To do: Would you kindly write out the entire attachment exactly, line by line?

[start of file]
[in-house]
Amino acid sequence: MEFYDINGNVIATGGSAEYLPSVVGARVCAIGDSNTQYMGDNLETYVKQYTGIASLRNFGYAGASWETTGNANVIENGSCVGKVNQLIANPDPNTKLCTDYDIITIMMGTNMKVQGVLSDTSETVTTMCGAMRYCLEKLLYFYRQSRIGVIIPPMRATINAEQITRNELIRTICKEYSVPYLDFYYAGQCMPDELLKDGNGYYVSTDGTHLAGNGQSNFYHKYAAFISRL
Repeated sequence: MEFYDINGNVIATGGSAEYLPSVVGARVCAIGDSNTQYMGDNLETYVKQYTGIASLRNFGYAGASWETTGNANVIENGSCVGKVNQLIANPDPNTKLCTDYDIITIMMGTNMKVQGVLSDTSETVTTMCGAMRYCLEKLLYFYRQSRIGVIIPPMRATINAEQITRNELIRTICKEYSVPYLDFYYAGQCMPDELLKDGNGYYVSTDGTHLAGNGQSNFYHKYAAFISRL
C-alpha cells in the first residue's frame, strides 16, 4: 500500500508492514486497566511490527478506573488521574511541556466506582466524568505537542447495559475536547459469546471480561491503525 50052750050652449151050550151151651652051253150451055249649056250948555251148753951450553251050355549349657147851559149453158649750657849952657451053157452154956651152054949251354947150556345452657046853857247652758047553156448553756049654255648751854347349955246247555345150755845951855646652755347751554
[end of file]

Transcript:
[in-house]
Amino acid sequence: MEFYDINGNVIATGGSAEYLPSVVGARVCAIGDSNTQYMGDNLETYVKQYTGIASLRNFGYAGASWETTGNANVIENGSCVGKVNQLIANPDPNTKLCTDYDIITIMMGTNMKVQGVLSDTSETVTTMCGAMRYCLEKLLYFYRQSRIGVIIPPMRATINAEQITRNELIRTICKEYSVPYLDFYYAGQCMPDELLKDGNGYYVSTDGTHLAGNGQSNFYHKYAAFISRL
Repeated sequence: MEFYDINGNVIATGGSAEYLPSVVGARVCAIGDSNTQYMGDNLETYVKQYTGIASLRNFGYAGASWETTGNANVIENGSCVGKVNQLIANPDPNTKLCTDYDIITIMMGTNMKVQGVLSDTSETVTTMCGAMRYCLEKLLYFYRQSRIGVIIPPMRATINAEQITRNELIRTICKEYSVPYLDFYYAGQCMPDELLKDGNGYYVSTDGTHLAGNGQSNFYHKYAAFISRL
C-alpha cells in the first residue's frame, strides 16, 4: 500500500508492514486497566511490527478506573488521574511541556466506582466524568505537542447495559475536547459469546471480561491503525 50052750050652449151050550151151651652051253150451055249649056250948555251148753951450553251050355549349657147851559149453158649750657849952657451053157452154956651152054949251354947150556345452657046853857247652758047553156448553756049654255648751854347349955246247555345150755845951855646652755347751554